According to ‘NGO Vorae – Voice of Roma, Ashkali and Egyptians’ – one of the biggest ones dealing with all three communities, there are approximately 230 children all over Kosovo doing physical work in the streets, mostly begging. The Centre for Social Work does not have separate statistics, but according to them, about 90% of this number comes from the Roma, Ashkali and Egyptian communities.

“The economic situation of the families of these children is very difficult and very often the families force the children to stop schooling and dedicate themselves only to work: collecting cans in garbage containers, cleaning car windows at intersections of major cities in Kosovo, and also these children are often encountered begging in city cafeterias or on the streets” they tell us on behalf of the VORAE NGO.

The NGO is only dealing with cases of children who have dropped out of primary school, by afterwards trying to get these children back to school.

In Lipjan, Podujeva and Obiliq, the Center for Social Work this year has launched a pilot project on digitalization of the services it provides, with a focus on informing citizens about the importance of withdrawing children from the road work. Through brochures, announcements, banners in the city, advertisements and media, children will be helped to drop the begging on the streets and will know more about the risks this can carry.

“These children are very likely to be exposed to the risk of being exploited by organized crime circles for sexual purposes and forced labour. Being part of this system, they are only deprived of access to social services and adequate protection” say the representatives of VORAE.

The Department of Education in this organization annually organizes various campaigns for sending children to schools, while the problem is deeper than it seems.

‘More trainings on topics that raise children’s awareness of the dangers of going out on the streets should be held, there should be more meetings with the parents of these children, more awareness of citizens to report cases of children who they encounter on the streets, more centres for housing children who do not have families should be built, there should be an economic empowerment of the families of these children who go out on the streets. There are many ways in which children could be kept out of the streets and inside the education system” VORAE representatives emphasize.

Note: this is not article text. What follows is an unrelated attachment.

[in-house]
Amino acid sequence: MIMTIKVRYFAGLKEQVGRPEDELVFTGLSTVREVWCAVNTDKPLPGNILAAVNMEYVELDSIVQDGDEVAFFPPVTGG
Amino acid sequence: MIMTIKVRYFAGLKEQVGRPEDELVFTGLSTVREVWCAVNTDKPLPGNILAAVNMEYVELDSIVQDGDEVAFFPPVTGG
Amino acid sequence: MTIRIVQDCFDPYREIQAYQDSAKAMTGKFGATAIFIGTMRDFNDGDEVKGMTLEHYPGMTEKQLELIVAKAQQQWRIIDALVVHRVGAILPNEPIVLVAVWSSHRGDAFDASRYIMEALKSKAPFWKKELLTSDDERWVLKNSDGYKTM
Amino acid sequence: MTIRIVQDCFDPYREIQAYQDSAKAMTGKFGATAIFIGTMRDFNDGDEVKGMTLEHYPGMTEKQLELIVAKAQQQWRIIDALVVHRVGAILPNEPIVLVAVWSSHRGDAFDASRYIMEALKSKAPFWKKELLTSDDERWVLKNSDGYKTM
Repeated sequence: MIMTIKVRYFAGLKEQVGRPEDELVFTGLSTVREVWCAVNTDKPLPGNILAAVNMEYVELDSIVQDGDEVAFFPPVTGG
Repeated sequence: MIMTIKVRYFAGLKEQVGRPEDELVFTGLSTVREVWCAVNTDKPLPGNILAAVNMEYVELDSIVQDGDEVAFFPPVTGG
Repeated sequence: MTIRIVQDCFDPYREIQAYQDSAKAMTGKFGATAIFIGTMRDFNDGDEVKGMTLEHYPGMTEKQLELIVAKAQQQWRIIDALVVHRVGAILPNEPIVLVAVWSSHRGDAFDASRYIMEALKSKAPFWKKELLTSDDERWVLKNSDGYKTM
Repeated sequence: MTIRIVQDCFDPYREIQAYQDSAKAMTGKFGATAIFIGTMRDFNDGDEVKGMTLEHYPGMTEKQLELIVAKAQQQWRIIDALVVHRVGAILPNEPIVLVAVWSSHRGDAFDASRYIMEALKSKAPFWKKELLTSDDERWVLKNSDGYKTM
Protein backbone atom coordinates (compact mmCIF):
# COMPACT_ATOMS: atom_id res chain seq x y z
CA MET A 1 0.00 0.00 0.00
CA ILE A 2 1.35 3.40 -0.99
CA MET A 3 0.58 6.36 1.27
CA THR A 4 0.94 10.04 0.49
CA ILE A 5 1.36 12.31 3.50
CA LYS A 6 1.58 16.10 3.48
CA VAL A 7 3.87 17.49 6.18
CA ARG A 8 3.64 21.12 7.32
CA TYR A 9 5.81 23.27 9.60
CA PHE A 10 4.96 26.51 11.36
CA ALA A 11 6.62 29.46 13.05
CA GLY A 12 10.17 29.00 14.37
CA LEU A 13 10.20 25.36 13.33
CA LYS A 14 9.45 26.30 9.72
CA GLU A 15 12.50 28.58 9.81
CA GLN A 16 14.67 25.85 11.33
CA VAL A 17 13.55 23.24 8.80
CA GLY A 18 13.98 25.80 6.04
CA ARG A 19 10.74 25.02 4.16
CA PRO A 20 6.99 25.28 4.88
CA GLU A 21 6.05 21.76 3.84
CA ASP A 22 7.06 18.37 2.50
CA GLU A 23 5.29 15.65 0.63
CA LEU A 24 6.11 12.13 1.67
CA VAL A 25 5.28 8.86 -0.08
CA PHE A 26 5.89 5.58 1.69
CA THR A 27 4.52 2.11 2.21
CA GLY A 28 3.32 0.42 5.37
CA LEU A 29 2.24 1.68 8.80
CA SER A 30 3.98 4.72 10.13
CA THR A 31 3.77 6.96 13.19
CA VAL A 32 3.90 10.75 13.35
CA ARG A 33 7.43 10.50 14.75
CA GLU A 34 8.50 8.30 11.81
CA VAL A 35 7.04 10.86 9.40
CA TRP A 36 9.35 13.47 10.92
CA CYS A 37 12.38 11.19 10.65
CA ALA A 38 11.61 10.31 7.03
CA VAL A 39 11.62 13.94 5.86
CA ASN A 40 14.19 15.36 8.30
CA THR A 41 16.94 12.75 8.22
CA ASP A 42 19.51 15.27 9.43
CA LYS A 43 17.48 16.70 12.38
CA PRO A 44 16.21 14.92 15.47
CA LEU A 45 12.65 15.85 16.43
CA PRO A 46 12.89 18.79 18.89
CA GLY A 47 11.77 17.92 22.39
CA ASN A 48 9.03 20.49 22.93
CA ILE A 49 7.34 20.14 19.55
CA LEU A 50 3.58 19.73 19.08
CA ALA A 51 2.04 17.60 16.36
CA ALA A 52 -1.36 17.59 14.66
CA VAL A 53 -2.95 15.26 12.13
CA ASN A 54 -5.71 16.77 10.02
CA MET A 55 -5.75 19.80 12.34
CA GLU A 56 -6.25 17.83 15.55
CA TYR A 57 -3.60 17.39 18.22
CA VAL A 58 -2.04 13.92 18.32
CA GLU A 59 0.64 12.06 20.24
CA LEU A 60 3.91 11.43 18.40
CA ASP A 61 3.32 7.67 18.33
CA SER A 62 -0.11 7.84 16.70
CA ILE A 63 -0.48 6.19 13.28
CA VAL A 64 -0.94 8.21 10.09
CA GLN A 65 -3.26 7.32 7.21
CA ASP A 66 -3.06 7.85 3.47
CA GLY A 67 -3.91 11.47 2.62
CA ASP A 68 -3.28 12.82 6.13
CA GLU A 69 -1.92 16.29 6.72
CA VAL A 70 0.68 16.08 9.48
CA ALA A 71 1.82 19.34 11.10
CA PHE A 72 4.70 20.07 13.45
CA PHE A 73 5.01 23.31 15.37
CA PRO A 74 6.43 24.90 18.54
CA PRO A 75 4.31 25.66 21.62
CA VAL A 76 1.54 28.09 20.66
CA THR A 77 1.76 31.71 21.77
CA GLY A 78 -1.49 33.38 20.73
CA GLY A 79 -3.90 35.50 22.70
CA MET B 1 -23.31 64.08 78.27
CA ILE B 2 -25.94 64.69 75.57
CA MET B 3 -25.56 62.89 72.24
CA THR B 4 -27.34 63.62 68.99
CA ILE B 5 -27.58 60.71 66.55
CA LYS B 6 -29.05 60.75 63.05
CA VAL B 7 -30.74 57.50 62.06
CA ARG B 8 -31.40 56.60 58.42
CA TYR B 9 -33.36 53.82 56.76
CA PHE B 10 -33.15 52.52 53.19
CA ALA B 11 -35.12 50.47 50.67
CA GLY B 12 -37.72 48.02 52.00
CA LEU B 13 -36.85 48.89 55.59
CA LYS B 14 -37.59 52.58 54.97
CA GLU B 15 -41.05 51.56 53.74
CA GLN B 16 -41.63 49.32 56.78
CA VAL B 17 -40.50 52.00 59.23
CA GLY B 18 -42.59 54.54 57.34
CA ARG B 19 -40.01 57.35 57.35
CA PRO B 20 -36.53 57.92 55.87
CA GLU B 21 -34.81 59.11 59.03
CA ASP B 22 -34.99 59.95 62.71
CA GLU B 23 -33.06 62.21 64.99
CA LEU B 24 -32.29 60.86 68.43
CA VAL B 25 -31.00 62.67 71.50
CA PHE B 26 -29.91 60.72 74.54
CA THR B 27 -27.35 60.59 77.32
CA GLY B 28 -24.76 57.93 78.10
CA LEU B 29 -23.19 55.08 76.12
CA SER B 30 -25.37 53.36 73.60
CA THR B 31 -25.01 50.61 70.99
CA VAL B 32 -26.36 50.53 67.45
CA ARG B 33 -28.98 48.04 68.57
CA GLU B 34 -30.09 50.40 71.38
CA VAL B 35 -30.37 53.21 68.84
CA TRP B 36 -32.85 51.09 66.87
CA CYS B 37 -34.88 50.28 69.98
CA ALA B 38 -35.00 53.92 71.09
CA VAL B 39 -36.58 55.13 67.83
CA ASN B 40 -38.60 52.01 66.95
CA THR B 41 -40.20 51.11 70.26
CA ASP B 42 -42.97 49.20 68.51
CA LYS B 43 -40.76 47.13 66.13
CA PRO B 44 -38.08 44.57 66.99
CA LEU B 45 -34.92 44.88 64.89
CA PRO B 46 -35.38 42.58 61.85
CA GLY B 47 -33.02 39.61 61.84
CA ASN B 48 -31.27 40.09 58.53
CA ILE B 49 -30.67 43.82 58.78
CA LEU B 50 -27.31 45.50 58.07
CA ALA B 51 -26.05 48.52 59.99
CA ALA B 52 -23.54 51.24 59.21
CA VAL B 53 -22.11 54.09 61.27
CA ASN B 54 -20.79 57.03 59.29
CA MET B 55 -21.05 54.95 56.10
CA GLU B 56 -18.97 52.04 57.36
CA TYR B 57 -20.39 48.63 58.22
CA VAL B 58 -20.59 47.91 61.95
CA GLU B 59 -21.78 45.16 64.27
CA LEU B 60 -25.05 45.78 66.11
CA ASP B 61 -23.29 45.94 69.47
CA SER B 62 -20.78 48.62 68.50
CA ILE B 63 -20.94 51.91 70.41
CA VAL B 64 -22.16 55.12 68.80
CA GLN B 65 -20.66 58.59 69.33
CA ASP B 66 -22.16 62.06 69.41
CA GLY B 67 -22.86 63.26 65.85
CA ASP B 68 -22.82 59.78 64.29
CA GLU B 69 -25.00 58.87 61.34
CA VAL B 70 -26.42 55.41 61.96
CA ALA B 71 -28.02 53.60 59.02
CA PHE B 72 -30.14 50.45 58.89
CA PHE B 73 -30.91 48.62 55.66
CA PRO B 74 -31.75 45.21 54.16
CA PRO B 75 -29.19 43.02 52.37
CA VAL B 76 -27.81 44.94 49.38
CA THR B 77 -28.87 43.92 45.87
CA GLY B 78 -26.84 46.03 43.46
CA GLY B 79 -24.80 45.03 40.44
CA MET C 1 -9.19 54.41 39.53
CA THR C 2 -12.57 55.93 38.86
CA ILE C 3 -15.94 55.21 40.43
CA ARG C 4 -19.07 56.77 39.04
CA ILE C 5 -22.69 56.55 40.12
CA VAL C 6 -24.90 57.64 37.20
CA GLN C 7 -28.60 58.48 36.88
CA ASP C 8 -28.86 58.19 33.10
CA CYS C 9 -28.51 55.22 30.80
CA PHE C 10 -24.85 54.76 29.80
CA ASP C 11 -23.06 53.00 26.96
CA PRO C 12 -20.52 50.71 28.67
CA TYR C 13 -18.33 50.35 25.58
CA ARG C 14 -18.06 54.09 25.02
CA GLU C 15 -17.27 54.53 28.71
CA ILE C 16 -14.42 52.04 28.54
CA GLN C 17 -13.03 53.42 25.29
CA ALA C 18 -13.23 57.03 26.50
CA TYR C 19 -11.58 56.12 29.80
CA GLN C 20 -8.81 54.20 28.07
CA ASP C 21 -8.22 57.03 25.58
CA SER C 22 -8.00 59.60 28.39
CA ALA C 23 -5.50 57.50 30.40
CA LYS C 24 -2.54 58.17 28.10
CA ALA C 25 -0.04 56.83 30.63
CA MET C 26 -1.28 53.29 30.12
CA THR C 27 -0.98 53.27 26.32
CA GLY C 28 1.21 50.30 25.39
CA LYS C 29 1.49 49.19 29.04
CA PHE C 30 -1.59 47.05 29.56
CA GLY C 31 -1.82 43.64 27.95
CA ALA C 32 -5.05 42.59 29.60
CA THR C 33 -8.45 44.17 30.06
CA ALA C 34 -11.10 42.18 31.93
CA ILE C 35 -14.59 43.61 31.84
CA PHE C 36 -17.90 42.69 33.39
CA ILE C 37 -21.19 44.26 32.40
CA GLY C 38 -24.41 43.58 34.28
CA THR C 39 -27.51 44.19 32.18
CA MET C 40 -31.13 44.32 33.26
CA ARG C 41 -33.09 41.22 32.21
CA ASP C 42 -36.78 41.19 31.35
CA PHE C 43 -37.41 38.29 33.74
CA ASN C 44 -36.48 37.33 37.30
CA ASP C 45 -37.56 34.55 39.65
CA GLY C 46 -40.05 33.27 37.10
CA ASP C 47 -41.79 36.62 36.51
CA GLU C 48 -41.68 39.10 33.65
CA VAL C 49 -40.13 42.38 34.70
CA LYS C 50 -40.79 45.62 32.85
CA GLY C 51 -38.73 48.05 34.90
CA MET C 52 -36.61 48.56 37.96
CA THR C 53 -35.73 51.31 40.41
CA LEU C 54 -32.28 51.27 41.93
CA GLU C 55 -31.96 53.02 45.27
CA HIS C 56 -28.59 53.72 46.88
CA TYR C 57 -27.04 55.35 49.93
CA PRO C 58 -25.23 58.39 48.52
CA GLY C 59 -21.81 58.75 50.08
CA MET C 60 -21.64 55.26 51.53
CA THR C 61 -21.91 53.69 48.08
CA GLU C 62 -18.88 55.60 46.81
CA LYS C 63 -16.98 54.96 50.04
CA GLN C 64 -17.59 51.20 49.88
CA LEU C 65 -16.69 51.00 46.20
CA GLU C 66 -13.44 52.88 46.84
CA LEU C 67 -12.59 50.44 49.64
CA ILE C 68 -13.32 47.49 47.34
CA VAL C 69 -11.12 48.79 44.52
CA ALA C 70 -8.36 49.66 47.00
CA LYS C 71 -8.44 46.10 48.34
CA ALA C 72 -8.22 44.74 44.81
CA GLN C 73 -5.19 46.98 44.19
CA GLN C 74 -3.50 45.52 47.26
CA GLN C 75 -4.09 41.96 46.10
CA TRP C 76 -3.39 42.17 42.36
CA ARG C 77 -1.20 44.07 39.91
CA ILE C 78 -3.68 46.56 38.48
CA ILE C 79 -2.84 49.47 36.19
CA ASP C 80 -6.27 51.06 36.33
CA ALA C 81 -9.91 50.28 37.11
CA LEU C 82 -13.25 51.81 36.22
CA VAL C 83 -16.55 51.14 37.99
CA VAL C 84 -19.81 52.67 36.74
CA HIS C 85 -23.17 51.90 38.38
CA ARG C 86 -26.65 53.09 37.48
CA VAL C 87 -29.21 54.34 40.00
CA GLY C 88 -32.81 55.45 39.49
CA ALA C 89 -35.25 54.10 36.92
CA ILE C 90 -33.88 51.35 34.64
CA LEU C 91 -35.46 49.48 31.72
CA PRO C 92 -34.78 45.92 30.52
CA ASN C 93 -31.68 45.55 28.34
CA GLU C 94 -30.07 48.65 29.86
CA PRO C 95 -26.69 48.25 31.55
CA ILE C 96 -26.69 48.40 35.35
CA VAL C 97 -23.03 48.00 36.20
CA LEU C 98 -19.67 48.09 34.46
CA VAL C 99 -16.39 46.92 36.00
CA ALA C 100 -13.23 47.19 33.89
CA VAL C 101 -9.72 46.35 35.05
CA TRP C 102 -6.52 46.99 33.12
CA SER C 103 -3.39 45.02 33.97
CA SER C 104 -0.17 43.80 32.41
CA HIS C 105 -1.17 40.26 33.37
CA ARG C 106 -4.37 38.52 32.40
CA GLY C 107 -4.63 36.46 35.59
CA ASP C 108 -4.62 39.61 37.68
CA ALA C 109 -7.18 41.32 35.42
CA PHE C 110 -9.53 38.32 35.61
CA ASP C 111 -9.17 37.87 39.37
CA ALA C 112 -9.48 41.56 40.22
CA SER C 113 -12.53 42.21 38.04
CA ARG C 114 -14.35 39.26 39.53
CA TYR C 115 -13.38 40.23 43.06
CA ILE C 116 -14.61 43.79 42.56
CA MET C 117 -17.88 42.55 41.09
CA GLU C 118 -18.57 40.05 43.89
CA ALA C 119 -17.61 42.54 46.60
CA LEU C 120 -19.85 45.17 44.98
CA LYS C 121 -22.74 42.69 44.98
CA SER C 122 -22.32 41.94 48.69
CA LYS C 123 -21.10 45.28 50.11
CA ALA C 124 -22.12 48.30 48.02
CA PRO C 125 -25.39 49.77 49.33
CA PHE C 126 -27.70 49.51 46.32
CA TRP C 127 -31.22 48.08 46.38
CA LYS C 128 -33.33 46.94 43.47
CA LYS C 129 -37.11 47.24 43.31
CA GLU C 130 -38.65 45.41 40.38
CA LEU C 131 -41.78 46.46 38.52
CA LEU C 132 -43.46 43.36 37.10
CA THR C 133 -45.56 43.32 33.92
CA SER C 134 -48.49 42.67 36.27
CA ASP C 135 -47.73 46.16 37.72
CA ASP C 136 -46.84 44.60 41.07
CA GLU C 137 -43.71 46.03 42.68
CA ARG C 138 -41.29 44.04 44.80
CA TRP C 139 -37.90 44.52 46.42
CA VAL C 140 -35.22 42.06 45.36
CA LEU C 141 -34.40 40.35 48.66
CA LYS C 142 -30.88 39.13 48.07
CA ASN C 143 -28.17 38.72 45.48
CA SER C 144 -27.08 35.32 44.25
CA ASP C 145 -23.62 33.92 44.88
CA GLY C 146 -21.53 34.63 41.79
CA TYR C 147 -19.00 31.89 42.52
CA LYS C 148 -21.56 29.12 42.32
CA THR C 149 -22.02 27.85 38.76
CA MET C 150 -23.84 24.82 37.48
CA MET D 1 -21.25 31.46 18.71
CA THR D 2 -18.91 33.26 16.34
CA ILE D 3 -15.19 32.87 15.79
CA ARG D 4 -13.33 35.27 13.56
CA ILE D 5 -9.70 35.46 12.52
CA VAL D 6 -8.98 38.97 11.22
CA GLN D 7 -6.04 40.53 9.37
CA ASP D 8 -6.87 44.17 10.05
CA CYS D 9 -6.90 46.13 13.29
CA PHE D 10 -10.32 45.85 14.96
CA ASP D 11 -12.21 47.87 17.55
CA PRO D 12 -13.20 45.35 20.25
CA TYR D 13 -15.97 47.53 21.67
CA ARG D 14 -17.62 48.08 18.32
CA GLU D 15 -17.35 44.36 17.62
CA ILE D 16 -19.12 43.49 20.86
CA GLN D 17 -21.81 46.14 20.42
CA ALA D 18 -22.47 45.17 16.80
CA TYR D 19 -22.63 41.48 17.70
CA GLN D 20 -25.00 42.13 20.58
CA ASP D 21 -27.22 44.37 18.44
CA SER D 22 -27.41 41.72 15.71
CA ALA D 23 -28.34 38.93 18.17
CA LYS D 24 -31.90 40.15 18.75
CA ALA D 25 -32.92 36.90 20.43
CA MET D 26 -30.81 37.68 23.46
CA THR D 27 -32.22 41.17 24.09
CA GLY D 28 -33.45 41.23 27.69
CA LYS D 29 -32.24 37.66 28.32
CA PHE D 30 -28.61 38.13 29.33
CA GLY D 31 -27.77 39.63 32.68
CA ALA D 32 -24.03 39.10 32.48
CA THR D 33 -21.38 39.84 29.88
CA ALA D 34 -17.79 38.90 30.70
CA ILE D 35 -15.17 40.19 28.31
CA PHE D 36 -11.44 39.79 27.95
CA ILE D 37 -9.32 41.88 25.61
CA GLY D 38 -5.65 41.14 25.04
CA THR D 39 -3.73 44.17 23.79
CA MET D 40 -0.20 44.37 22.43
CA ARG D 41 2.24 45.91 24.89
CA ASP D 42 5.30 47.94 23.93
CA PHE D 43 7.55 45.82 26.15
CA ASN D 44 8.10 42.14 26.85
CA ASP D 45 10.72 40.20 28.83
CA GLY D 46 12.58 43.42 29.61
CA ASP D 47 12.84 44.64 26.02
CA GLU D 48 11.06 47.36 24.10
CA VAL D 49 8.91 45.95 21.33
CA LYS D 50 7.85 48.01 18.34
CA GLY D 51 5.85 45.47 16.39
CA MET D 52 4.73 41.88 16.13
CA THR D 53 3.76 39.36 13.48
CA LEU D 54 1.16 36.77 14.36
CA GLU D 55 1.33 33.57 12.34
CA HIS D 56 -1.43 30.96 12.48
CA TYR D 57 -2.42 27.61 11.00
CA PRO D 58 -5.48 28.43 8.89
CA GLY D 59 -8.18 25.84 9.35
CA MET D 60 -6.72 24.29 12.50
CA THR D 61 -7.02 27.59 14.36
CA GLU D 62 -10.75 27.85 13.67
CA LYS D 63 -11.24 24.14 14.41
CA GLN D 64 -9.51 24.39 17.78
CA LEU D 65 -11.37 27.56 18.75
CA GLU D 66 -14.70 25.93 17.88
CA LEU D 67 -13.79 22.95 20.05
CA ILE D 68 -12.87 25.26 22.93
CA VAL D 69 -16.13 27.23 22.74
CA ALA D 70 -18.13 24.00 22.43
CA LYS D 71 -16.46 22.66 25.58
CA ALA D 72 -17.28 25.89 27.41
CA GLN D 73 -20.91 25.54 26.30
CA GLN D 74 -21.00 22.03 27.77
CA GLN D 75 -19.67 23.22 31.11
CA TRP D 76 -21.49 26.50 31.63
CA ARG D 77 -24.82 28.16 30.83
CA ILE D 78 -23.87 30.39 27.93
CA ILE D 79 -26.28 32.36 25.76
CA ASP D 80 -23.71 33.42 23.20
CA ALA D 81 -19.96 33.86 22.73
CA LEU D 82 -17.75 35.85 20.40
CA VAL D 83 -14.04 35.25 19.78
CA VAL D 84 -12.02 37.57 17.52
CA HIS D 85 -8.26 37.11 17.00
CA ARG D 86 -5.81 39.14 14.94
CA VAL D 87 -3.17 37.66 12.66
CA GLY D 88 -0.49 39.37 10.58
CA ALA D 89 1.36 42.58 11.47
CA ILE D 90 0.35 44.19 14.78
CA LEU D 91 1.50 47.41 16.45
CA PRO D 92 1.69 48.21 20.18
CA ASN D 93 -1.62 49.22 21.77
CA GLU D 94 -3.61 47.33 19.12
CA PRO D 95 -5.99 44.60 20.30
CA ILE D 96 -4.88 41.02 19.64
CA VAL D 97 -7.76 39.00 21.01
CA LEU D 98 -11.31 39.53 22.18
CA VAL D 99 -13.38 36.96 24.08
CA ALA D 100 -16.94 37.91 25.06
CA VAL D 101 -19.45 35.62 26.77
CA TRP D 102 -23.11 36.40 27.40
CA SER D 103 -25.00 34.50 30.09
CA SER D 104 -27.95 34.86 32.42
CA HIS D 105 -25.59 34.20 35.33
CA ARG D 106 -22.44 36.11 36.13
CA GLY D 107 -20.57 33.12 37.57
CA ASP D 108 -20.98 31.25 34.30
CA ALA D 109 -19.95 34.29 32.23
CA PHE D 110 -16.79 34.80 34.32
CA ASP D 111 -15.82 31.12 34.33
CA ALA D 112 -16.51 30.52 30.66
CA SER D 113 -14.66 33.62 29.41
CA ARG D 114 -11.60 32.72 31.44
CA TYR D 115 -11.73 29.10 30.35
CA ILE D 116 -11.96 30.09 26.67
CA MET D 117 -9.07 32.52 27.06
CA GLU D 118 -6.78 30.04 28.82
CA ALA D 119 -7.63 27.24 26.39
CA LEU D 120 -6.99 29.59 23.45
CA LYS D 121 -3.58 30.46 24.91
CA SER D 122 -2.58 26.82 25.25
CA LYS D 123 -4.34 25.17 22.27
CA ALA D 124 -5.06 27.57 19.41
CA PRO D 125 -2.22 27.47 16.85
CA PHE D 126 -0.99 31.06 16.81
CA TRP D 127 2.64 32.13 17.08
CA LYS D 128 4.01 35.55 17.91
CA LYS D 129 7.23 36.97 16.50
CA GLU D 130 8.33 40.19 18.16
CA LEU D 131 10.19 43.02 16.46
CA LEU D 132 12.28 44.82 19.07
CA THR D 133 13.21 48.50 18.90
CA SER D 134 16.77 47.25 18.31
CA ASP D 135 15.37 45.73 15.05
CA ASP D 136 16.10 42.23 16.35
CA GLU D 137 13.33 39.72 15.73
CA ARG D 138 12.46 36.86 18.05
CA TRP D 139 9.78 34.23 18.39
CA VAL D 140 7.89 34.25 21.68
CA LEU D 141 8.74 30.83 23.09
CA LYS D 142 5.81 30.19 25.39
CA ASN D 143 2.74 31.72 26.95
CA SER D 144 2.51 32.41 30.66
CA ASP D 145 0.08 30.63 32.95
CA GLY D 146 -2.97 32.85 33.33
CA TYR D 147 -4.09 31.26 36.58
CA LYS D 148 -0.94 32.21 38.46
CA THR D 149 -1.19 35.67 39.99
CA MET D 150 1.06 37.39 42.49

I am again accompanying Esma. She doesn’t talk a lot, she only talks about survival. We continue talking with her and she also wants to know about me and my journalism skills.

Just like her, there are other children around Pristina.

“The Government of Kosovo should take measures and be more serious when it comes to children who are spending their days on the street. Help is needed, and more policies so that these children can be treated and protected” says Avni Mustafa on behalf of Roma Versitas Kosovo RVK.

Esma is about to leave.

  • I need to leave and find my sister, she is also somewhere around.
  • Take care. – I say.



[ This article is produced as part of the project “Supporting media and Independent Journalism with a Human Rights Perspective in Kosovo”, supported by the European Union in Kosovo and implemented by Kosovo 2.0, CEL and KCGS. Its contents are the sole responsibility of KULTPLUS/YIHR KS and do not reflect the views of the EU, K2.0, CEL or KCGS. ]